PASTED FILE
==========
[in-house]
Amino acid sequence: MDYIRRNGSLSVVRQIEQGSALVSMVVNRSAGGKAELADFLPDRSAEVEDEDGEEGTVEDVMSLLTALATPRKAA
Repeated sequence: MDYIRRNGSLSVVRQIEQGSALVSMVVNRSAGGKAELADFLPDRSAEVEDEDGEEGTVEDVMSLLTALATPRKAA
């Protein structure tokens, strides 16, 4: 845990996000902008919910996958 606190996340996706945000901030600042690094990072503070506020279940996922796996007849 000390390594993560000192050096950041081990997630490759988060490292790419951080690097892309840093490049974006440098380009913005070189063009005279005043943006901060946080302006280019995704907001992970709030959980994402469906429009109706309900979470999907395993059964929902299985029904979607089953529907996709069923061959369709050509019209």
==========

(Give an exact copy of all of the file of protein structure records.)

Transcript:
[in-house]
Amino acid sequence: MDYIRRNGSLSVVRQIEQGSALVSMVVNRSAGGKAELADFLPDRSAEVEDEDGEEGTVEDVMSLLTALATPRKAA
Repeated sequence: MDYIRRNGSLSVVRQIEQGSALVSMVVNRSAGGKAELADFLPDRSAEVEDEDGEEGTVEDVMSLLTALATPRKAA
């Protein structure tokens, strides 16, 4: 845990996000902008919910996958 606190996340996706945000901030600042690094990072503070506020279940996922796996007849 000390390594993560000192050096950041081990997630490759988060490292790419951080690097892309840093490049974006440098380009913005070189063009005279005043943006901060946080302006280019995704907001992970709030959980994402469906429009109706309900979470999907395993059964929902299985029904979607089953529907996709069923061959369709050509019209």